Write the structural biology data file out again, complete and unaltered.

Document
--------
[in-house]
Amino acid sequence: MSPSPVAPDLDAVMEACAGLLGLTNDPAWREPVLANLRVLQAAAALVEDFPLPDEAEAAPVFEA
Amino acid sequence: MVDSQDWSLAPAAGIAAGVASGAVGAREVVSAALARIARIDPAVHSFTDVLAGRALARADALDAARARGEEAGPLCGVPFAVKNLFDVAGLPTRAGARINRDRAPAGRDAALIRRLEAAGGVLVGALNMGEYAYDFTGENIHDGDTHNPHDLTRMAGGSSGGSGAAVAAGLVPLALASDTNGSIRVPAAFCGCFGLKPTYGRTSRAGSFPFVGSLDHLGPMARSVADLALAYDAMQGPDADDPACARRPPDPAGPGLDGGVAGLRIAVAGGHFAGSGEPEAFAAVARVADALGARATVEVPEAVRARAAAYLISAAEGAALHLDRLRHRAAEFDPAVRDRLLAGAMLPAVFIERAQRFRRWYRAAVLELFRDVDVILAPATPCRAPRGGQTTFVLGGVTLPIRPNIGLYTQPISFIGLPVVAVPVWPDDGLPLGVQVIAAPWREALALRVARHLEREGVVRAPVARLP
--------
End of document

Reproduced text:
[in-house]
Amino acid sequence: MSPSPVAPDLDAVMEACAGLLGLTNDPAWREPVLANLRVLQAAAALVEDFPLPDEAEAAPVFEA
Amino acid sequence: MVDSQDWSLAPAAGIAAGVASGAVGAREVVSAALARIARIDPAVHSFTDVLAGRALARADALDAARARGEEAGPLCGVPFAVKNLFDVAGLPTRAGARINRDRAPAGRDAALIRRLEAAGGVLVGALNMGEYAYDFTGENIHDGDTHNPHDLTRMAGGSSGGSGAAVAAGLVPLALASDTNGSIRVPAAFCGCFGLKPTYGRTSRAGSFPFVGSLDHLGPMARSVADLALAYDAMQGPDADDPACARRPPDPAGPGLDGGVAGLRIAVAGGHFAGSGEPEAFAAVARVADALGARATVEVPEAVRARAAAYLISAAEGAALHLDRLRHRAAEFDPAVRDRLLAGAMLPAVFIERAQRFRRWYRAAVLELFRDVDVILAPATPCRAPRGGQTTFVLGGVTLPIRPNIGLYTQPISFIGLPVVAVPVWPDDGLPLGVQVIAAPWREALALRVARHLEREGVVRAPVARLP